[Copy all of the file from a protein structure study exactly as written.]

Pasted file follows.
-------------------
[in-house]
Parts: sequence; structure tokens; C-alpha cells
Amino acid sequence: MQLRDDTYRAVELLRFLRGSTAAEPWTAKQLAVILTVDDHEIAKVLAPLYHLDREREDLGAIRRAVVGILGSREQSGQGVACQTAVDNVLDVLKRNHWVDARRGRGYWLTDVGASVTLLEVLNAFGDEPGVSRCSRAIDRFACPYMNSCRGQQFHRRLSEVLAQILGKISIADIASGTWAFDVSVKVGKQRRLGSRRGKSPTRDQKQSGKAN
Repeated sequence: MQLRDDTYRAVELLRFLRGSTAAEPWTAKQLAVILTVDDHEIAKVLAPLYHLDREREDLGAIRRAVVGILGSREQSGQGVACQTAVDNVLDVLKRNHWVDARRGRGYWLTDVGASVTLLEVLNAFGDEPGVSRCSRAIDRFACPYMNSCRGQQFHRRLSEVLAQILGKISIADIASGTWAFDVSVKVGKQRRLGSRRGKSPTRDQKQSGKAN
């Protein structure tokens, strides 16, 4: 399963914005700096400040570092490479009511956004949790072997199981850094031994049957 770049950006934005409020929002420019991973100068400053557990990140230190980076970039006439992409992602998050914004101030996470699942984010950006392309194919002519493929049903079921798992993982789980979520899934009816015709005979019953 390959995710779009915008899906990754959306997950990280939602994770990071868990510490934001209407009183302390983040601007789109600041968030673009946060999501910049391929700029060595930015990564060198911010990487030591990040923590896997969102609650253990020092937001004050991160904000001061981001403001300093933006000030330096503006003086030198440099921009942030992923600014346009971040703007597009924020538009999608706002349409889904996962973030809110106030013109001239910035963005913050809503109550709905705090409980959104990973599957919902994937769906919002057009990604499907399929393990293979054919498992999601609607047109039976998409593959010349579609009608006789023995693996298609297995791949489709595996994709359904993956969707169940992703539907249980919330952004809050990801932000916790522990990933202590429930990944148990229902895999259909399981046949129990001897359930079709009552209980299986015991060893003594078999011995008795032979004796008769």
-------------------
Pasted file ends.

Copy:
[in-house]
Parts: sequence; structure tokens; C-alpha cells
Amino acid sequence: MQLRDDTYRAVELLRFLRGSTAAEPWTAKQLAVILTVDDHEIAKVLAPLYHLDREREDLGAIRRAVVGILGSREQSGQGVACQTAVDNVLDVLKRNHWVDARRGRGYWLTDVGASVTLLEVLNAFGDEPGVSRCSRAIDRFACPYMNSCRGQQFHRRLSEVLAQILGKISIADIASGTWAFDVSVKVGKQRRLGSRRGKSPTRDQKQSGKAN
Repeated sequence: MQLRDDTYRAVELLRFLRGSTAAEPWTAKQLAVILTVDDHEIAKVLAPLYHLDREREDLGAIRRAVVGILGSREQSGQGVACQTAVDNVLDVLKRNHWVDARRGRGYWLTDVGASVTLLEVLNAFGDEPGVSRCSRAIDRFACPYMNSCRGQQFHRRLSEVLAQILGKISIADIASGTWAFDVSVKVGKQRRLGSRRGKSPTRDQKQSGKAN
């Protein structure tokens, strides 16, 4: 399963914005700096400040570092490479009511956004949790072997199981850094031994049957 770049950006934005409020929002420019991973100068400053557990990140230190980076970039006439992409992602998050914004101030996470699942984010950006392309194919002519493929049903079921798992993982789980979520899934009816015709005979019953 390959995710779009915008899906990754959306997950990280939602994770990071868990510490934001209407009183302390983040601007789109600041968030673009946060999501910049391929700029060595930015990564060198911010990487030591990040923590896997969102609650253990020092937001004050991160904000001061981001403001300093933006000030330096503006003086030198440099921009942030992923600014346009971040703007597009924020538009999608706002349409889904996962973030809110106030013109001239910035963005913050809503109550709905705090409980959104990973599957919902994937769906919002057009990604499907399929393990293979054919498992999601609607047109039976998409593959010349579609009608006789023995693996298609297995791949489709595996994709359904993956969707169940992703539907249980919330952004809050990801932000916790522990990933202590429930990944148990229902895999259909399981046949129990001897359930079709009552209980299986015991060893003594078999011995008795032979004796008769």